IV. FINLEY’S POST-ARREST INTERVIEW
A. Police Statements Challenging Finley’s Truthfulness
Finley contends that the district court abused its discretion by denying his request for a limiting instruction regarding a witness’s comment on his veracity.
During the course of Finley’s post-arrest interview at Brown’s residence, Finley initially denied that he had ever distributed methamphetamine. Special Agent Cook and Sergeant Russell confronted Finley with a text message on his phone that read, “Call Mark I need a 50.” Finley told them that “50” referred to an ounce (fifty dollars’ worth) of marijuana, not methamphetamine. Special Agent Cook and Sergeant Russell challenged Finley’s assertion that an ounce of marijuana costs fifty dollars. The following exchange then occurred:
Sgt Russell: I’ll tell you what, you better start telling the truth.
Finley: I’m telling the truth, sir.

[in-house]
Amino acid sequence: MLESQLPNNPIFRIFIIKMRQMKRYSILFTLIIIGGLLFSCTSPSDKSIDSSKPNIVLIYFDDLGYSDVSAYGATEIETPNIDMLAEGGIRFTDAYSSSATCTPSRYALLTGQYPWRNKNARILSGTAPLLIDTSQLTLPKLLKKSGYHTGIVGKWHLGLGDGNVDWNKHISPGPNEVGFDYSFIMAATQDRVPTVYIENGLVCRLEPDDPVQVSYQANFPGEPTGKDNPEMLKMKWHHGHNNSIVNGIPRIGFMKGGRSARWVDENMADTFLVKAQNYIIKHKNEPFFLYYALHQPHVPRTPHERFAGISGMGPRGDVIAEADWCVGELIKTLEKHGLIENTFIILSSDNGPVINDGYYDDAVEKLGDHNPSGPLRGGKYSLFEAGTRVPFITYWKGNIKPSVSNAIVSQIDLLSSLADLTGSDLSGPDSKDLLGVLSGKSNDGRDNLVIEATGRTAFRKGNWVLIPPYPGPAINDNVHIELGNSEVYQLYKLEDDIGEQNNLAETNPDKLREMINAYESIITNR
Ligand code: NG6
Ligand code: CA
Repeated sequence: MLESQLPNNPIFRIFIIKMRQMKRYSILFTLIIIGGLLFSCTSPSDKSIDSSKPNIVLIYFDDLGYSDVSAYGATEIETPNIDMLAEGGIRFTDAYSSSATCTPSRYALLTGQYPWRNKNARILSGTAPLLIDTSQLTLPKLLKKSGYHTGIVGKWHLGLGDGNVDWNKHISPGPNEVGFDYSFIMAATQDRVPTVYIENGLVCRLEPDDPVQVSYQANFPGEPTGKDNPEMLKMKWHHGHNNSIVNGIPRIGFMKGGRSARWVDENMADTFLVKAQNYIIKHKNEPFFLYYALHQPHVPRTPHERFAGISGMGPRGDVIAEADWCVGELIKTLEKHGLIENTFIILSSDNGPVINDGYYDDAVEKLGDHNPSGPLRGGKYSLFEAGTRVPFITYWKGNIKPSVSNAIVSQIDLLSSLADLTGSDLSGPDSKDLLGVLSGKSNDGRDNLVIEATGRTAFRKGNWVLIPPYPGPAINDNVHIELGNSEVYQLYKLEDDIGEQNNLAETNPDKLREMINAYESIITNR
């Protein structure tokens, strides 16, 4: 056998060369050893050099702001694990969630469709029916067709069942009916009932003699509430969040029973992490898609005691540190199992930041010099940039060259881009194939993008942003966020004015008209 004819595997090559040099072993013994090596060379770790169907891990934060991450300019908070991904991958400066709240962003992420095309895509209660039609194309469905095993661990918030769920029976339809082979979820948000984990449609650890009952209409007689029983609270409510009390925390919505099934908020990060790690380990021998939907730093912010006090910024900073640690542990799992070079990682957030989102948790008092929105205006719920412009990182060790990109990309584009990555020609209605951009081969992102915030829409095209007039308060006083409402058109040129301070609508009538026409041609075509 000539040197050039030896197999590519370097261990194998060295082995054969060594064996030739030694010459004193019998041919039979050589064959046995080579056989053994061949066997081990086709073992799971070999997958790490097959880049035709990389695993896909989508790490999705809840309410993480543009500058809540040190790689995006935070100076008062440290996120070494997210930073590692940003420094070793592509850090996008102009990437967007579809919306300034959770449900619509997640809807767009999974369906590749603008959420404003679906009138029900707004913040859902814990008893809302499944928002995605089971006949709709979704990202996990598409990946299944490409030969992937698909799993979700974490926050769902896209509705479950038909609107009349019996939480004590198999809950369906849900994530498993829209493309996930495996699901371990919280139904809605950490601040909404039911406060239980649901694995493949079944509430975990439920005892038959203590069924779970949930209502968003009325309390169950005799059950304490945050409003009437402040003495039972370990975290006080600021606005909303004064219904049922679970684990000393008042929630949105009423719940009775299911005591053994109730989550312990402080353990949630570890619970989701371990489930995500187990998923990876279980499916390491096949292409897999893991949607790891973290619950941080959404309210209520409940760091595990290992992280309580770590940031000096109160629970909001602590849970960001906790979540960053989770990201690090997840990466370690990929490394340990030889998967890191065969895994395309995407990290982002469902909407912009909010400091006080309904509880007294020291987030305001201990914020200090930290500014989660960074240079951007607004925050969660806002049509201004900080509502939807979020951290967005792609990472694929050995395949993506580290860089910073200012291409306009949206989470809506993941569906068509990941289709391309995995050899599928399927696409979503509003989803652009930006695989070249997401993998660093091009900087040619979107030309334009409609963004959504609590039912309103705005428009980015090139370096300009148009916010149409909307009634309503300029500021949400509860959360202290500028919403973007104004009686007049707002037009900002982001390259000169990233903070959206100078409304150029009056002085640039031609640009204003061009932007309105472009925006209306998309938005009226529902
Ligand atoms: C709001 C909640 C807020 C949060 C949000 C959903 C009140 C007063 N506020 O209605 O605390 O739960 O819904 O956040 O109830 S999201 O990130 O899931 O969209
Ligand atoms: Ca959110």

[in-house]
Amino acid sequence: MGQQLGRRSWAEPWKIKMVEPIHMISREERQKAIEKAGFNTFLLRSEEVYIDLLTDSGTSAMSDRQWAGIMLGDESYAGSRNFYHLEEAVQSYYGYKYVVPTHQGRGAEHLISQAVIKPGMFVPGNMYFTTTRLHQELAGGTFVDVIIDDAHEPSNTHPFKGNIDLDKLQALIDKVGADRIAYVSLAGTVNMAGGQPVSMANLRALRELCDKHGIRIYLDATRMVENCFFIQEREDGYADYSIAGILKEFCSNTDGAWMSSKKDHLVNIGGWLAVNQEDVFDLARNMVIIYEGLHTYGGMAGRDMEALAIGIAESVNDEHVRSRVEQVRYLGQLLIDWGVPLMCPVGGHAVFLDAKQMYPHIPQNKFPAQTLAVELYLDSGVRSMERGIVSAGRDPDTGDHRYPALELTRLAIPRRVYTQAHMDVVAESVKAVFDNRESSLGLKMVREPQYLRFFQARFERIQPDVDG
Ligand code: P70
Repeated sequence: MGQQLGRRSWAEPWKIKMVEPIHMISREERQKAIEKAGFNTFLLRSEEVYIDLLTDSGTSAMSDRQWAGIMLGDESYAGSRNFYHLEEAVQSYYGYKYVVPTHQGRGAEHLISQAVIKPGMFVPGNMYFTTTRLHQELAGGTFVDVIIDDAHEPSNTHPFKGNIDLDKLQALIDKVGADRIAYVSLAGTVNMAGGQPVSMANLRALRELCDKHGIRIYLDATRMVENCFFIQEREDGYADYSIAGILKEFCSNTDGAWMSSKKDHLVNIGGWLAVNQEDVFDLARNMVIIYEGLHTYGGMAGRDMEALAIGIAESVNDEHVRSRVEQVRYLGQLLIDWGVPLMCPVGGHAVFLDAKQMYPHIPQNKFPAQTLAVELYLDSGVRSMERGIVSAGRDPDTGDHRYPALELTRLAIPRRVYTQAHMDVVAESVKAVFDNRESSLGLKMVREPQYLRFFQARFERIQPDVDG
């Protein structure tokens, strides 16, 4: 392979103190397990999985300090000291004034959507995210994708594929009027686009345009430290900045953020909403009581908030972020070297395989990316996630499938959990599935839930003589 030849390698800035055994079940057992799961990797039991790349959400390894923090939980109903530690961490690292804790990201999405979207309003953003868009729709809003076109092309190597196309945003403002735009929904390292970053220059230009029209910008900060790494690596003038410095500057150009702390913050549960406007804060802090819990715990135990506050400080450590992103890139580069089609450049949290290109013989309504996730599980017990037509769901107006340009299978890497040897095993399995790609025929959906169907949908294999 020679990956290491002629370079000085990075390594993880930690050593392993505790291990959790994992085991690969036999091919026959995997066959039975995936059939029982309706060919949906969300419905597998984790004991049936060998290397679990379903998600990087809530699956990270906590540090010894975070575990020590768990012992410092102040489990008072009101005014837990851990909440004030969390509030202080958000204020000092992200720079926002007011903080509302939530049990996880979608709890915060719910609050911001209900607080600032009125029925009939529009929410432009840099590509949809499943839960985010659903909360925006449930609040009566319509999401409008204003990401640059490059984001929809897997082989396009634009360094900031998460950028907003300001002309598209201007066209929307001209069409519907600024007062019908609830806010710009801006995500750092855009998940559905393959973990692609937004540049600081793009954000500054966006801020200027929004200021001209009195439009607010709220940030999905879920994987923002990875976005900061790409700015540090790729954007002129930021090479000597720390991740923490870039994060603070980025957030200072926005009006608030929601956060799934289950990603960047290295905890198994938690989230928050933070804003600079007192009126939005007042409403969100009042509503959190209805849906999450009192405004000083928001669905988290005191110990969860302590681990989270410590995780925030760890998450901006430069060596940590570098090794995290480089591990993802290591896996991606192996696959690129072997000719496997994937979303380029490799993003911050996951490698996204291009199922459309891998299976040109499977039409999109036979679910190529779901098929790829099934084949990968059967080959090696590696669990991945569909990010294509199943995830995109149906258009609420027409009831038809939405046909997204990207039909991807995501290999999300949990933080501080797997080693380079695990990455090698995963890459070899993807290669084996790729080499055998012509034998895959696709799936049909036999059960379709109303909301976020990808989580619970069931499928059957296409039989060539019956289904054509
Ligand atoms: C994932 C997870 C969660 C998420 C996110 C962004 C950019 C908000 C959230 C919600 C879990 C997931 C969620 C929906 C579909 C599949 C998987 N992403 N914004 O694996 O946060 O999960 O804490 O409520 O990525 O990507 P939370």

Sgt Russell: No you[‘re] not.
SA Cook: No you[‘re] not telling us the truth.
A recording of the interview and a transcript of the recording were admitted at trial.
At the charge conference, Finley requested that the court instruct the jury to disregard Special Agent Cook’s and Sergeant Russell’s comments about Finley’s veracity. The district court denied Finley’s request, reasoning that the officers were simply trying to get the most accurate statement possible from their interview of Finley and that the statements were not being offered to bolster the evidence or to accuse Finley at trial.
2. Standard of Review
We review a properly preserved challenge to jury instructions for abuse of discretion. United States v. Daniels, 281 F.3d 168, 183 (5th Cir.2002) (citing United States v. Huynh, 246 F.3d 734, 738 (5th Cir.2001)). But when the issue was not properly raised before the district court, our review is for plain error. Id. (citing United States v. Caucci, 635 F.2d 441, 447 (5th Cir. Unit B Jan.1981)).